- Alopecia Areata (non-scarring hair loss)
- Hair and its stages of growth
- What commonly causes alopecia areata (non-scarring hair loss)?
- Alopecia areata patterns
- Understanding the different types of alopecia
- Signs and symptoms of alopecia areata related hair loss
- How is alopecia areata diagnosed?
- How is alopecia areata treated?
- Coping with alopecia areata (hair loss)
- What research is being done to potentially cure alopecia?
Alopecia areata patterns
Alopecia areata is clinically classified according to the pattern with which it presents:
- Alopecia totalis: As the word ‘totalis’ (total) implies, extensive patchy hair loss causing total baldness of the entire scalp is experienced by those suffering from this pattern.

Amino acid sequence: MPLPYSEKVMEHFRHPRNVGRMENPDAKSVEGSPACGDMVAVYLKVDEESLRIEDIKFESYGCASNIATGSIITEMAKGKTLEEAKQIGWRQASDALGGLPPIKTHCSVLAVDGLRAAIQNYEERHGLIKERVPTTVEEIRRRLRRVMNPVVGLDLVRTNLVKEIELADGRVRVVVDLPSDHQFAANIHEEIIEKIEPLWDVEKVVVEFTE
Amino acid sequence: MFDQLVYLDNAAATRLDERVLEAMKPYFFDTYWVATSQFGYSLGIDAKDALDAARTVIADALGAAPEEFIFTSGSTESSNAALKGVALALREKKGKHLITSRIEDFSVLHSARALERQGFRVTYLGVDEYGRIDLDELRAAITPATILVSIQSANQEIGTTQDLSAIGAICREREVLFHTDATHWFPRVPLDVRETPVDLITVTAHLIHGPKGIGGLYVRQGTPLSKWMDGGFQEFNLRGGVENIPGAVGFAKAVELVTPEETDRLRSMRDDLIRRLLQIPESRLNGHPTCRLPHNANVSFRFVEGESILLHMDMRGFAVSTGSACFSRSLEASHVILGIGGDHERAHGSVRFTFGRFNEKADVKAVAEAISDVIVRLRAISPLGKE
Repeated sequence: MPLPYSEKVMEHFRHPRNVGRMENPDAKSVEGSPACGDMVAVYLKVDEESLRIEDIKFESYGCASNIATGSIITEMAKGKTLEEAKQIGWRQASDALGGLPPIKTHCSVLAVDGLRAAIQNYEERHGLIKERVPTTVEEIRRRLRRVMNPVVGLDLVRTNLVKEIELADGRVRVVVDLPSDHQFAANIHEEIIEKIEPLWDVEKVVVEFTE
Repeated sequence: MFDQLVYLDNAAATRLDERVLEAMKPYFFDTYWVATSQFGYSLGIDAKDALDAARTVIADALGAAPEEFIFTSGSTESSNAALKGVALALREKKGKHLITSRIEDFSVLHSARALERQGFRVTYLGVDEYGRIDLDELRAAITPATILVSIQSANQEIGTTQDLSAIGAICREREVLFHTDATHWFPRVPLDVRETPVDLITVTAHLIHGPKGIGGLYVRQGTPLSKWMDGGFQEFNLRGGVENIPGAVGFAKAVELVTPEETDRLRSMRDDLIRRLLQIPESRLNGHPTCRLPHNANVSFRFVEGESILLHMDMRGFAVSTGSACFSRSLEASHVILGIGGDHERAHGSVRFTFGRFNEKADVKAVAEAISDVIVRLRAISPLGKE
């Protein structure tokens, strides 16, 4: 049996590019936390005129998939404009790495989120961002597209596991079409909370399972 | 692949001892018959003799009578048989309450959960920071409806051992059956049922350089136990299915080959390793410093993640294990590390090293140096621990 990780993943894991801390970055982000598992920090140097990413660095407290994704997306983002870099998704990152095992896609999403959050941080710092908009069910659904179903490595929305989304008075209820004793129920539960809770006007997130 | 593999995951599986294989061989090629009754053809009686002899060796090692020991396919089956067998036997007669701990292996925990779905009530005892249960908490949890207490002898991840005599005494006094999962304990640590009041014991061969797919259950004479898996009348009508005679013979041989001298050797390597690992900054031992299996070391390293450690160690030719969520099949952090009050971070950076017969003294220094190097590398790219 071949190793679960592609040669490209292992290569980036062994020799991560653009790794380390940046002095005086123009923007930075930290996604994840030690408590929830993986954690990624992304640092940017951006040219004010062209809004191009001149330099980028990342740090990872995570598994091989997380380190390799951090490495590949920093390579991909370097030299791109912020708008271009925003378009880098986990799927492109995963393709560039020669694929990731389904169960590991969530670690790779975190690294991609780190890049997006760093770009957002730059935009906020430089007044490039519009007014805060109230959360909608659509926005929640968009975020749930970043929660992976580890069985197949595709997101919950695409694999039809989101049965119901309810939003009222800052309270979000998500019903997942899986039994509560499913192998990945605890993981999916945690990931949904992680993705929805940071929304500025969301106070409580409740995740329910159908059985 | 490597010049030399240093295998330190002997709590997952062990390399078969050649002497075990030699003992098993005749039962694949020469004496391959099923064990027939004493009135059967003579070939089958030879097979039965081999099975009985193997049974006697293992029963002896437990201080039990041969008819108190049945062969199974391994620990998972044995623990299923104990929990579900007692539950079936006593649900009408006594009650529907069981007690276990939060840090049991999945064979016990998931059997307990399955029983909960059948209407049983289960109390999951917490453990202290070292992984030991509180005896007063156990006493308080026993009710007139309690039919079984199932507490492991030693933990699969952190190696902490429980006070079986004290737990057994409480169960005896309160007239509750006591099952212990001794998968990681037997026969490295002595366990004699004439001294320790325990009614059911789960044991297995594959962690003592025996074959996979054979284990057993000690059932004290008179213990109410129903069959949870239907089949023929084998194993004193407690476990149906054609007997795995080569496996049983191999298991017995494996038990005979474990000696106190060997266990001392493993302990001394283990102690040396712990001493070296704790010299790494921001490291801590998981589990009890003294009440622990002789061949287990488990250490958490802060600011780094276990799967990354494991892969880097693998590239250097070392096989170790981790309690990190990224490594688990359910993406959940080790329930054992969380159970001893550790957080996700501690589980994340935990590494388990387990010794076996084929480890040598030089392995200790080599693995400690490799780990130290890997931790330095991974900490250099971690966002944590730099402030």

- Alopecia universalis: The word ‘universalis’ means ‘universal’ and is used to describe complete hair loss affecting the entire body, including the hair on the scalp as well as that of the eyebrows, eyelashes, pubic area, and limbs, as well the inside of the nose.
- Ophiasis: In this pattern, hair loss is localised and presents on the lower back and sides of the scalp (similar to that of an undercut).
- Reticular: Extensive hair loss is experienced in coalescent patches (i.e. patches that unite to form one mass).
- Sisaipho (ophiasis inversus): This is the reverse of ophiasis wherein hair is lost on the top of the head, sparing the sides lower back of the head (hence the term is just spelled backwards).